Help them identify and connect with peers and role models with food allergies. One way of doing this is by getting your child involved with community activities and events, such as the FARE’s Food Allergy Heroes Walk.
Another idea is to join an online or in-person support group. A group like this can provide advice specific to your community, such as suggestions for local restaurants, products and events. Search FARE’s support group directory for a group in your area.
Find tools and resources
There are many tools and resources out there for newly diagnosed families. A great way to start is with a book. There are a great many allergy-themed children’s books out there, including Food Allergies and Me, Nutley the Nut Free Squirrel, and Blue: The Monkey who was Allergic to Bananas. You can also get them a medical ID bracelet—many brands now carry fashionable and fun medical jewelry. Or learn about allergies on TV.
Cook with them
Maureen Healy, PhD, child development expert also suggests encouraging kids to help out in the kitchen, particularly once they’re in grade school. Not only will they have a head start when they have to start cooking for themselves, but they’ll also have a better grasp of what they can and can’t eat. They will be better aware of substitutions they can make, as well.
Help them learn how to discuss their allergies
Teaching children the language they need to explain their allergy to other children and adults is another way to empower them.
“First, parents need to make sure they understand what the allergen will do to the child. Then, give them the right words to explain that,” says asthma and allergy specialist Dr. Noga Askenazi . “For instance, if peanuts will cause anaphylaxis, teach your child to say ‘Peanuts will cause my throat to get tight’ or ‘Peanuts will affect my breathing.’”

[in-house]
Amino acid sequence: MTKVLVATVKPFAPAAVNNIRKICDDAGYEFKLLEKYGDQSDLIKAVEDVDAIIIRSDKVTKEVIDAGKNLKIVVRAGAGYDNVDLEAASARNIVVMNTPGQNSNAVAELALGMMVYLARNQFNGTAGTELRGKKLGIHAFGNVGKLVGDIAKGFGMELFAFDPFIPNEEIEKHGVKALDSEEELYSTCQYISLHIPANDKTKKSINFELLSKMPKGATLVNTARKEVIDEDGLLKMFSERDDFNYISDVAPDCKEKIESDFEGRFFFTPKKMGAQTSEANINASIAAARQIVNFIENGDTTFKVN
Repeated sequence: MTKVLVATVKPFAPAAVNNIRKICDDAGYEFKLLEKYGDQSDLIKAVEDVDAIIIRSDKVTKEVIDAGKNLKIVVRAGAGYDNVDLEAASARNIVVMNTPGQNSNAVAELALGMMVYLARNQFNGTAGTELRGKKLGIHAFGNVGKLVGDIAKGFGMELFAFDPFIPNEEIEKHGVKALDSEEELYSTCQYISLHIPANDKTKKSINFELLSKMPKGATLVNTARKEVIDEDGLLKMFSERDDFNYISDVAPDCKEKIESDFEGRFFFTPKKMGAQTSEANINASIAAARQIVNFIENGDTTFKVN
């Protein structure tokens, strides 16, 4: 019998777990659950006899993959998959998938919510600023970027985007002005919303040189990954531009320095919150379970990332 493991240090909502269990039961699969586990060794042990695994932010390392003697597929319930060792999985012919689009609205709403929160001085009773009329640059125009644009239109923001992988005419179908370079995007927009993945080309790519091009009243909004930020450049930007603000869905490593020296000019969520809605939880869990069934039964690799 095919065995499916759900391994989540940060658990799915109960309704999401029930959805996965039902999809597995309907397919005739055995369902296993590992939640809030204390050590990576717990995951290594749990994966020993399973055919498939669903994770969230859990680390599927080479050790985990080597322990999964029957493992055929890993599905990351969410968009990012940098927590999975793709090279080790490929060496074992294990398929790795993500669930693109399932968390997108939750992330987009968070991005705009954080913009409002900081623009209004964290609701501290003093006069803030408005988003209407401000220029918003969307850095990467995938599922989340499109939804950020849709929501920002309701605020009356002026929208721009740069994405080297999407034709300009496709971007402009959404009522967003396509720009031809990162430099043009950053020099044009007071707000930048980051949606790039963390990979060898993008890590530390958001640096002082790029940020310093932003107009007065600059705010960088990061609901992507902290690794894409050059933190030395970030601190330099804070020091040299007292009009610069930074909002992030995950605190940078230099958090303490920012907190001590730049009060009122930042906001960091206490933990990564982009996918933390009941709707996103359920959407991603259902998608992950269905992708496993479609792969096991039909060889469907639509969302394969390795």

What is the difference between a food allergy, a food intolerance, and a food poisoning?
A food allergy and an intolerance both can cause:
Food allergies happen when the immune system makes a mistake. Normally, your immune system protects you from germs and disease. It does this by making antibodies that help you fight off bacteria, viruses, and other tiny organisms that can make you sick. But if you have a food allergy, your immune system mistakenly treats something in a certain food as if it’s really dangerous to you.
Food intolerance is much more common than food allergy and is not caused by the immune system. The onset of symptoms is usually slower, and it may be delayed by many hours after eating the offending food. The symptoms may also last for several hours, even into the next day and sometimes longer. Intolerance to several foods or a group of foods is not uncommon, and it can be much more difficult to decide whether food intolerance is the cause of chronic illness, and which foods or substances may be responsible.
Food poisoning is a result of consuming food that was not fully cooked or is otherwise contaminated with bacteria. The symptoms can develop rapidly, within 30 minutes, or slowly, worsening over days to weeks. Usually food poisoning is not serious and lasts 24-48 hours.
Usually comes on suddenly
Small amount of food can trigger
Happens every time you eat the food
Can be life-threatening
Usually comes on gradually
May only happen when you eat a lot of the food
May only happen if you eat the food often
Is not life-threatening
Usually comes on gradually
May only happen when you eat not fully cooked food or the food may be contaminated with bacteria
Is not life-threatening
Is not serious and lasts 24-48 hours.
Rash, hives, or itchy skin
Shortness of breath
Sudden drop in blood pressure, trouble swallowing or breathing -- this is life-threatening. Call 911 immediately.
Gas, cramps, or bloating
Irritability or nervousness